I have a feeling that today is going to be Atom-benchmarking day as we digest results coming from UMPCFever’s testing of the Aigo MID and now, some test results of a new MSI Wind PC (not notebook) that is based on the 1.33Ghz Atom (Z250) Silverthorne processor and not the low-cost Diamondvile part as you’d find in the MSI Wind notebook.
First point to note is that in this relatively open-enclosure design, the 1.33Ghz Atom doesn’t require active cooling. To achieve the same in a tightly enclosed MID will require some good engineering but its encouraging for those that like their devices to be silent.
There’s a full suite of test results too but the one I want to highlight is a PCMark 05 CPU result and comparison to the Eee PC running the Celeron at 630Mhz.
Atom 1.33Ghz: 1159 (Normalised 0.87/Mhz. Recalculated to 1.8Ghz, approx 1560)
Celeron 630Mhz: 997 (Normalised 1.57/Mhz Recalculated to 1Ghz, approx 1413)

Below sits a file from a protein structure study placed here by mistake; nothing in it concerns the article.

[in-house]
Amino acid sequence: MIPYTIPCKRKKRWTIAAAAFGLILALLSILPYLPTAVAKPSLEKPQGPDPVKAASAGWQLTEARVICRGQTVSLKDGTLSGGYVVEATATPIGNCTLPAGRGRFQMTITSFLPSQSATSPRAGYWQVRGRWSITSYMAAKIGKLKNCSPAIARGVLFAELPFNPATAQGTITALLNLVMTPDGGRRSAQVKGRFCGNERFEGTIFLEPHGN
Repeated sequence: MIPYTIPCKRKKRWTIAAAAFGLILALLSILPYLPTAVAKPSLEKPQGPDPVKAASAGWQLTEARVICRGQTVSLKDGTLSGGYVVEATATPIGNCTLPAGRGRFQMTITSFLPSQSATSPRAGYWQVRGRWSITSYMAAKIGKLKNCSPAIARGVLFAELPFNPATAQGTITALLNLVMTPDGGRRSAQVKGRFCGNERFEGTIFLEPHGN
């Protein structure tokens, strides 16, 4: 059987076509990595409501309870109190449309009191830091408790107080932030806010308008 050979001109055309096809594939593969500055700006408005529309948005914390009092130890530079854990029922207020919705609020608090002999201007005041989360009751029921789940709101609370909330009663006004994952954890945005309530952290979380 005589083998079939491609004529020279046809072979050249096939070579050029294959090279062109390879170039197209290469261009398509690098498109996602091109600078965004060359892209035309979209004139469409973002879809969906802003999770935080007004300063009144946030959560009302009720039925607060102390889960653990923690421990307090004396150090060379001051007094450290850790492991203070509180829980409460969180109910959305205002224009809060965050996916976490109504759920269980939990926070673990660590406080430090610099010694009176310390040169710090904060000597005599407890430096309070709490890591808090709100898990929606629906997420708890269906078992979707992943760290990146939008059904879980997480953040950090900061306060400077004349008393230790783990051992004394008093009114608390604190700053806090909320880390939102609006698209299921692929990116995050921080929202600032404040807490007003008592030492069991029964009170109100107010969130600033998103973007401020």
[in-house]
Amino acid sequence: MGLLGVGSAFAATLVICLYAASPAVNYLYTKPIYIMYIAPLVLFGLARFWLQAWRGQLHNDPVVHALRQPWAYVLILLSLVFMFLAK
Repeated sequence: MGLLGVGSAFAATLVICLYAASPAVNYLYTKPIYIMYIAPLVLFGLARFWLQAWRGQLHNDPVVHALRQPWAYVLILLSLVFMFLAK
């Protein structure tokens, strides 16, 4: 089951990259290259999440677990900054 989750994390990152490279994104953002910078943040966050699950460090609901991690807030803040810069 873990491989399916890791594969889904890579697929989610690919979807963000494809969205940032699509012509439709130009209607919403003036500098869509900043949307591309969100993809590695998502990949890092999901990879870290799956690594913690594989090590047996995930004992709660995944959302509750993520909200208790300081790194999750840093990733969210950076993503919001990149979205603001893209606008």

This is a telling set of figures because it shows the result that we’ve been expecting and that is that, clock-for-clock, the Atom processors are less powerful than the older Celeron/Pentium devices but at 1.8Ghz, the Atom Silverthrone processor should be about 10% more powerful than a 900Mhz Celeron.
Is this good? Is this an advancement of processor technology? You might look at the results and say ‘No’ but there’s one important element that has to be taken into consideration. Power-usage. The 1.8Ghz Silverthorne/Poulsbo combo will return these figures with a platform TDP of about 4.5W. The Celeron at 900Mhz would require a platform with a 10W TDP. That’s a 50% improvement in platform efficiency and that’s exactly what we need to see for handheld Internet and productivity devices.